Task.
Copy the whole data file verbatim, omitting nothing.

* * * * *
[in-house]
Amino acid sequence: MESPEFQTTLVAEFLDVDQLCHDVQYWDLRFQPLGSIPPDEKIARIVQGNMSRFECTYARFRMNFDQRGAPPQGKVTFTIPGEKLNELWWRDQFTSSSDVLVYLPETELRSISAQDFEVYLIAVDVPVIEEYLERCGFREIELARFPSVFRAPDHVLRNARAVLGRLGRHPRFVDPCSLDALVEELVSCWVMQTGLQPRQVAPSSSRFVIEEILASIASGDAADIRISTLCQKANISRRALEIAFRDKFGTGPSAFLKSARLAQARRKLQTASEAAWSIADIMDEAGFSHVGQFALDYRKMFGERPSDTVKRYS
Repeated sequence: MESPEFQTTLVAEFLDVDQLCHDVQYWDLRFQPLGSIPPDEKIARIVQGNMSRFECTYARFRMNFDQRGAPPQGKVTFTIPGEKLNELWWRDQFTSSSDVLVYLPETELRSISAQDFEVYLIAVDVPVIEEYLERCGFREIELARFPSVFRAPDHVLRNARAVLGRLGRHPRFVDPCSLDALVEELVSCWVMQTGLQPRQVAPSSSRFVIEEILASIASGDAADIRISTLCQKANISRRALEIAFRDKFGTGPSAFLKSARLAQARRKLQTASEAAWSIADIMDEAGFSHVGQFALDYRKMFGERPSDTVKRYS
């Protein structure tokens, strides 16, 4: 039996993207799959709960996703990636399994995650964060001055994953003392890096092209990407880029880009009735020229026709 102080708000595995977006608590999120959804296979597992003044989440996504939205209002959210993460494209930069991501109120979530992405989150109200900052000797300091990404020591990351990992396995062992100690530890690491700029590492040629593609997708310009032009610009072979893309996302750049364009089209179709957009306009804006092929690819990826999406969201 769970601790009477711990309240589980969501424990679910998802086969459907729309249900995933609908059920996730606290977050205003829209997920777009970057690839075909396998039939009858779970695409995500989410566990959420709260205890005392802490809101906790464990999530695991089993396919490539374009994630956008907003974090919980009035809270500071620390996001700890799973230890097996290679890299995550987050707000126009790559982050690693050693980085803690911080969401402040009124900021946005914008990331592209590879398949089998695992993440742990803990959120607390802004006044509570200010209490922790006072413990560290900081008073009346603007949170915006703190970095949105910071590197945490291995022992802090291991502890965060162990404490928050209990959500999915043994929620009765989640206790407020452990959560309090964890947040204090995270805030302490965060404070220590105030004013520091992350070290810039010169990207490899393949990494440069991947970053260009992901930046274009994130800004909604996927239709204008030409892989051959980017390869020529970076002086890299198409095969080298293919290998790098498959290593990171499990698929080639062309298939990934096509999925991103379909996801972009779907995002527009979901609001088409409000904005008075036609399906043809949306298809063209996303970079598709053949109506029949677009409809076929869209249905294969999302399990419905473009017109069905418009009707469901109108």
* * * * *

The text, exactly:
[in-house]
Amino acid sequence: MESPEFQTTLVAEFLDVDQLCHDVQYWDLRFQPLGSIPPDEKIARIVQGNMSRFECTYARFRMNFDQRGAPPQGKVTFTIPGEKLNELWWRDQFTSSSDVLVYLPETELRSISAQDFEVYLIAVDVPVIEEYLERCGFREIELARFPSVFRAPDHVLRNARAVLGRLGRHPRFVDPCSLDALVEELVSCWVMQTGLQPRQVAPSSSRFVIEEILASIASGDAADIRISTLCQKANISRRALEIAFRDKFGTGPSAFLKSARLAQARRKLQTASEAAWSIADIMDEAGFSHVGQFALDYRKMFGERPSDTVKRYS
Repeated sequence: MESPEFQTTLVAEFLDVDQLCHDVQYWDLRFQPLGSIPPDEKIARIVQGNMSRFECTYARFRMNFDQRGAPPQGKVTFTIPGEKLNELWWRDQFTSSSDVLVYLPETELRSISAQDFEVYLIAVDVPVIEEYLERCGFREIELARFPSVFRAPDHVLRNARAVLGRLGRHPRFVDPCSLDALVEELVSCWVMQTGLQPRQVAPSSSRFVIEEILASIASGDAADIRISTLCQKANISRRALEIAFRDKFGTGPSAFLKSARLAQARRKLQTASEAAWSIADIMDEAGFSHVGQFALDYRKMFGERPSDTVKRYS
């Protein structure tokens, strides 16, 4: 039996993207799959709960996703990636399994995650964060001055994953003392890096092209990407880029880009009735020229026709 102080708000595995977006608590999120959804296979597992003044989440996504939205209002959210993460494209930069991501109120979530992405989150109200900052000797300091990404020591990351990992396995062992100690530890690491700029590492040629593609997708310009032009610009072979893309996302750049364009089209179709957009306009804006092929690819990826999406969201 769970601790009477711990309240589980969501424990679910998802086969459907729309249900995933609908059920996730606290977050205003829209997920777009970057690839075909396998039939009858779970695409995500989410566990959420709260205890005392802490809101906790464990999530695991089993396919490539374009994630956008907003974090919980009035809270500071620390996001700890799973230890097996290679890299995550987050707000126009790559982050690693050693980085803690911080969401402040009124900021946005914008990331592209590879398949089998695992993440742990803990959120607390802004006044509570200010209490922790006072413990560290900081008073009346603007949170915006703190970095949105910071590197945490291995022992802090291991502890965060162990404490928050209990959500999915043994929620009765989640206790407020452990959560309090964890947040204090995270805030302490965060404070220590105030004013520091992350070290810039010169990207490899393949990494440069991947970053260009992901930046274009994130800004909604996927239709204008030409892989051959980017390869020529970076002086890299198409095969080298293919290998790098498959290593990171499990698929080639062309298939990934096509999925991103379909996801972009779907995002527009979901609001088409409000904005008075036609399906043809949306298809063209996303970079598709053949109506029949677009409809076929869209249905294969999302399990419905473009017109069905418009009707469901109108």